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EVs Could be The Real Driving Force Behind Property Investment

Peter Hemple looks at the meteoric rise of electric vehicles and how it will impact landlords

The number of Ultra Low Emission Vehicles (ULEVs) registered across the UK, the vast majority of which are Electric Vehicles (EVs), rose by 52% during 2020, up from 245,000 in Q3 2019 to 373,000 in Q3 2020.

Grant Shapps, the Secretary for State for Transport, stated in February: “In 2020, electric vehicles (EVs) accounted for 1 in 10 new cars sold, up from 1 in 30 in 2019. Overall demand for fully electric vehicles grew by 186%. In November 2020, we committed to ending the sale of new petrol and diesel cars and vans by 2030, with all vehicles required to have a significant zero-emissions capability (for example, plug-in and full hybrids) from 2030 and to be 100% zero emissions from 2035. We have committed to a £2.5bn package to support consumers to make this transition.

“Reliable and easily accessible charging infrastructure is key to making the switch to EVs as easy and smooth as possible. 2020 saw more ultra-rapid charge points deployed than any year before. These can deliver up to 145 miles of range in just 15 minutes for a typical EV.”

According to the Department of Transport, there were more than 20,000 public charge points installed for EVs by February 2021.

This rapid rise in the number of electric vehicles across the UK presents an opportunity to support retail sites, both on the high street and out of town, by providing an additional income stream for landlords, according to Knight Frank.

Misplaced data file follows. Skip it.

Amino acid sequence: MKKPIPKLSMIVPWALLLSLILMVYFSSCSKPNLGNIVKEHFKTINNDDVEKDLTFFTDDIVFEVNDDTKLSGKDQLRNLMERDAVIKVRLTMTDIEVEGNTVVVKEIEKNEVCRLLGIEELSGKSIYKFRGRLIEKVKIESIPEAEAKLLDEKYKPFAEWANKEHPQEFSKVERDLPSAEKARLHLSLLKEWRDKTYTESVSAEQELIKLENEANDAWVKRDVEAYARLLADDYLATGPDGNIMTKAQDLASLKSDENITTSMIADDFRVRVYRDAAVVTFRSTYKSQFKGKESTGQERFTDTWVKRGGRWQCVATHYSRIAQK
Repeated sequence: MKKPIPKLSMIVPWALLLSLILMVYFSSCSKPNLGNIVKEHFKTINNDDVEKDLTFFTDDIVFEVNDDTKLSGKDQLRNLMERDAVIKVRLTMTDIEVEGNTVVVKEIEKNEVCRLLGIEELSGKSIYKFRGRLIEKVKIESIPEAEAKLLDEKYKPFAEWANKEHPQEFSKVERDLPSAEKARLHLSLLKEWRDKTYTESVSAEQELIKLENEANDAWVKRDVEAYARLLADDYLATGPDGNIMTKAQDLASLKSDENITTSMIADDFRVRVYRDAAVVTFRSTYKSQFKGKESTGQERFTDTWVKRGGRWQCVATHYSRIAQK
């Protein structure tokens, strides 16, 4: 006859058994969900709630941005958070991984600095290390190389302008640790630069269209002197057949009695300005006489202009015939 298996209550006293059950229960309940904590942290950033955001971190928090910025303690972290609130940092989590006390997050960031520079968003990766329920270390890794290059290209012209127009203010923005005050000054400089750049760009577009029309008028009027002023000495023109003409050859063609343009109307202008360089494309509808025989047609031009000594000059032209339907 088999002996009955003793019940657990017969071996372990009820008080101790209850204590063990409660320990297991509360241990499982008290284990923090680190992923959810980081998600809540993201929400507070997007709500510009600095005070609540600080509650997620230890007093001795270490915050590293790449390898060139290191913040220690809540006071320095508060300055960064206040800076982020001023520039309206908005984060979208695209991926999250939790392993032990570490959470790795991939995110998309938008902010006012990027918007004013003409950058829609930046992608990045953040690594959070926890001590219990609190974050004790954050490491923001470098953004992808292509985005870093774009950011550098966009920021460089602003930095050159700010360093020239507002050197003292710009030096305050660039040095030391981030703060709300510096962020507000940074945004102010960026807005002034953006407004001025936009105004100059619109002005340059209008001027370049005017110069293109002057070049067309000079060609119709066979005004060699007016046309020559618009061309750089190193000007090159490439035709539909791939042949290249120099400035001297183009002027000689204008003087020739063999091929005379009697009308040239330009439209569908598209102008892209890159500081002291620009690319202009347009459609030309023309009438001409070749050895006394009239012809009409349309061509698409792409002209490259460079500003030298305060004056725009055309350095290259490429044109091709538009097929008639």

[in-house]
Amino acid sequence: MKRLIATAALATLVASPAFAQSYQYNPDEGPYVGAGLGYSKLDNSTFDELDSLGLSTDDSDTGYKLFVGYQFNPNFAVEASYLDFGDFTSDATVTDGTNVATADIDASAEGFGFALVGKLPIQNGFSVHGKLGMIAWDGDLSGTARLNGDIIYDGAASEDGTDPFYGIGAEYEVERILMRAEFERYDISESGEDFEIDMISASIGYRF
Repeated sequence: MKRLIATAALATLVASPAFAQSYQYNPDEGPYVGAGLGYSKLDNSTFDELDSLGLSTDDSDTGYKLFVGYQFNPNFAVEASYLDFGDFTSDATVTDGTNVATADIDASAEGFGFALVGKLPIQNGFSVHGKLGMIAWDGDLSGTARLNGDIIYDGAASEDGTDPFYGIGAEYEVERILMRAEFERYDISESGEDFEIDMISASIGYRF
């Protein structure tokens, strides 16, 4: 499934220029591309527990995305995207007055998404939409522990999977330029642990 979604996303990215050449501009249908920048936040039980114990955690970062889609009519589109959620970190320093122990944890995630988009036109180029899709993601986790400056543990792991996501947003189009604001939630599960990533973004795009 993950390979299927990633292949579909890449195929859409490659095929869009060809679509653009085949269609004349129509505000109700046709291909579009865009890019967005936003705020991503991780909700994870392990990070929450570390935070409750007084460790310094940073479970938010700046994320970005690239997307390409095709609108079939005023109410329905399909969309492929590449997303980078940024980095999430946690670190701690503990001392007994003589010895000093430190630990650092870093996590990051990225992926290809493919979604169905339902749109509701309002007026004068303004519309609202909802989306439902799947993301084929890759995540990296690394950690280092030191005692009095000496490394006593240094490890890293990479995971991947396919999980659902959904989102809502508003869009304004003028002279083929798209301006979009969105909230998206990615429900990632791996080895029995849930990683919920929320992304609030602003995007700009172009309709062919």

The company stated: ‘Retailers have been adapting to a structural shift towards e-commerce and have been amongst the hardest hit by the pandemic restrictions, but shopping centres and retail parks could be amongst the winners from the growth in electric vehicles. The need to charge electric vehicles provides an incentive for EV drivers to visit and spend time at locations where fast and rapid charging points are available, which for retailers could help to support out-of-town shopping centres and retail parks.’

Customers charging an electric vehicle spend up to 50% longer at a retail site, which in turn translates into average increased spending of up to £80, according to RetailCo Solutions Inc. As well as higher levels of spending in shops, charging points can also provide a new revenue stream for landlords, with TfL currently estimating that new fast and rapid charging points pay for themselves within 5-7 years on average (indicating that net annual yields are as high as 14-20%). With occupiers and investors increasingly focused on ESG and achieving Net Zero, having significant electric vehicle charging infrastructure also helps landlords to ‘future-proof’ assets.

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